Bunnies are funny – and that’s no joke
By Michael Mountain
A comment on the rabbit rescue drama currently unfolding on the campus of the University of Victoria in British Columbia, Canada.
The first bunny rescue I was involved in was in 1998 at Best Friends Animal Sanctuary. We got a call from a woman in Las Vegas, who explained that her situation had become “a little out of control,” that she’d started off with three bunnies the previous year and that there were now about 150 in her backyard.
We drove down to Vegas (about 250 miles from the sanctuary), and counted 167 rabbits.
“Why didn’t you get them neutered?” we asked. “I didn’t know you could do that,” she replied.
Two days later, we returned with a truck and loaded up 177 rabbits. When, we unloaded it at the sanctuary four hours later, there were now 185.
While racing to get ahead of nature taking its course, there was a certain element of humor to the rapid growth in numbers –some light-hearted jokes about rabbit reproduction that helped break the stress of the whole situation. Our veterinarian, faced with spay/neutering hundreds of rabbits (more were still being born), got himself a new e-mail address with the handle “drbunnyman.”
But all this was nothing compared to a situation, eight years later, when a woman in Reno, Nevada, called for help. The situation, when we arrived, was grim: more than 1,200 rabbits, barely able to move around in the small backyard and under the trailer. They were burrowing underground, and hopping – in some cases dragging themselves – around the house. Many were sick and injured and the whole scene was a disaster.
It was a race against time, renting land for a temporary rescue center, bringing in fencing and housing, setting up a veterinary center and making staff accommodation.
The local authorities told us they’d rescued rabbits from this woman before. She was a classic animal hoarder, and, a few years earlier, the animal control department had taken her to court to ask for a ruling that would stop her from collecting and breeding more rabbits. But the judge had literally laughed the matter out of court, saying that it was a big joke that anyone would be paying attention to rabbits.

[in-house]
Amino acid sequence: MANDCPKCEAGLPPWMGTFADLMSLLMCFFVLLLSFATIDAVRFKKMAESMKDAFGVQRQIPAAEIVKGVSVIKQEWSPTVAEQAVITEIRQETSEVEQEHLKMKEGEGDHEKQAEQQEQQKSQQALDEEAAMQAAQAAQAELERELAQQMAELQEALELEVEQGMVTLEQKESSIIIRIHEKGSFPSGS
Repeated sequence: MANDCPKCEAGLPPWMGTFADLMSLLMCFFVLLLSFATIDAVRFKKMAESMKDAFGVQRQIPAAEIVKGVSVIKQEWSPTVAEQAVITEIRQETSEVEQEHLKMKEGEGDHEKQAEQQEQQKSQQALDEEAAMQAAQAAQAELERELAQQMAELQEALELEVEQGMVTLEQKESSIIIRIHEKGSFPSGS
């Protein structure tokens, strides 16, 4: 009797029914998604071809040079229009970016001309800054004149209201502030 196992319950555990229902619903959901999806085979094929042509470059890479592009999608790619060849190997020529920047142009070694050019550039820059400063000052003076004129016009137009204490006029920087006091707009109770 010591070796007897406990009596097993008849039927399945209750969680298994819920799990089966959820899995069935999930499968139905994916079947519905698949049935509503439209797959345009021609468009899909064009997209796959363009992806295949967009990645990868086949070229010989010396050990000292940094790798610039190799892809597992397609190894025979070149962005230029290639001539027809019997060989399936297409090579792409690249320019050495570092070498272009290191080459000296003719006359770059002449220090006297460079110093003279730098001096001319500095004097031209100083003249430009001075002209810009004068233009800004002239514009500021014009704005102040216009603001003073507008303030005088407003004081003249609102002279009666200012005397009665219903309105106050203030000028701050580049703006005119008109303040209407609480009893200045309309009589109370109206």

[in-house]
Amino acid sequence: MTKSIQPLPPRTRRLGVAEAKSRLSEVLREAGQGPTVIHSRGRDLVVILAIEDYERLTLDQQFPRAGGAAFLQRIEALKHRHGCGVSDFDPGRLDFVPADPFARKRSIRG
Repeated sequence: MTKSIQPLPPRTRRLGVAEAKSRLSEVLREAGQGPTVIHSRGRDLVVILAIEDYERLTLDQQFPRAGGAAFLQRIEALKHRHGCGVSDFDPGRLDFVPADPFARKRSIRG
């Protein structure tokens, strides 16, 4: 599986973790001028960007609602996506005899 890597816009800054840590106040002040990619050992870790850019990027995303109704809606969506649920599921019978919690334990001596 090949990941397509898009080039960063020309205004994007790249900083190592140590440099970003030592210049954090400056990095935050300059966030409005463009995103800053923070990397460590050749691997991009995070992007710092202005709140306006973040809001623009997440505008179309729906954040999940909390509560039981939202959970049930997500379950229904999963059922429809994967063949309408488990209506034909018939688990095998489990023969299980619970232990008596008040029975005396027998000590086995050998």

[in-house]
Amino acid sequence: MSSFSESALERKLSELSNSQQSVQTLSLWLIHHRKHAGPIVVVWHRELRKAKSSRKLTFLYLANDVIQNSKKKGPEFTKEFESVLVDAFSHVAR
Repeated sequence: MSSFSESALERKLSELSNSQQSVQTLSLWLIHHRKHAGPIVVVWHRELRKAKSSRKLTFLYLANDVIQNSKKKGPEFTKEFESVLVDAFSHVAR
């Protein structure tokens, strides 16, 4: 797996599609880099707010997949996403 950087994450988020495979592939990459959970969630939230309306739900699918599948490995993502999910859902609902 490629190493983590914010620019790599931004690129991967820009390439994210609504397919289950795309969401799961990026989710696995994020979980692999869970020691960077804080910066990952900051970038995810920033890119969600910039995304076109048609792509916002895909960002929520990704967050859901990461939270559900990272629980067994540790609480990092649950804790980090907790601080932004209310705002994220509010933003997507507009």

I ran into similar laughter on talk shows around the country. Some of it was well-meaning, but there were also jokes about bunny stew and fur coats. If it had been dogs or cats, there would have been none of that. But rabbits …
There have been similar jokes about the rabbit rescue currently taking place around the University of Victoria in Canada. Some of these, too, are unpleasant, but there are also some warm-hearted chuckles from the people who do care about the rabbits and are working so hard to save them.
So, what is it that invokes this touch of humor? Perhaps it stems from the fact that there’s something slightly ambivalent in our whole relationship to rabbits.
While they are the third most common pet in the United States, behind cats and dogs, most rabbits are not born to be pets; they are born wild and remain wild. Others are born, raised and sold to be food. And a very large number (it’s almost impossible to get an accurate count) are born to be used in cruel, invasive, laboratory experiments.
Another thing is that thousands of years before we humans ever took in rabbits as pets, they were thought of as symbols of fertility. In pre-Christian versions of Easter, for example, rabbit icons and symbology were all part of the annual spring celebrations of rebirth and sexuality. Today, that tends to be a topic that we’re a bit ambivalent around. We joke about it, we’re preoccupied with it, we’re repressed around it, and it keeps reminding us that, for all our human pretensions, we’re animals, too. And that may be part of how rabbits can throw us a little off-balance.
From baby bunnies to cartoon bunnies to energizer bunnies, rabbits are cute and whimsical, and their whiskers twitch. But while they’re adorable, they need all the same long-term care as any other pet. And when the fun of a super-cute Easter Bunny purchase wears off, rabbits often find themselves being dropped off at a convenient dumping spot– like, in this case, on the grounds of the University of Victoria.
And that’s no joke.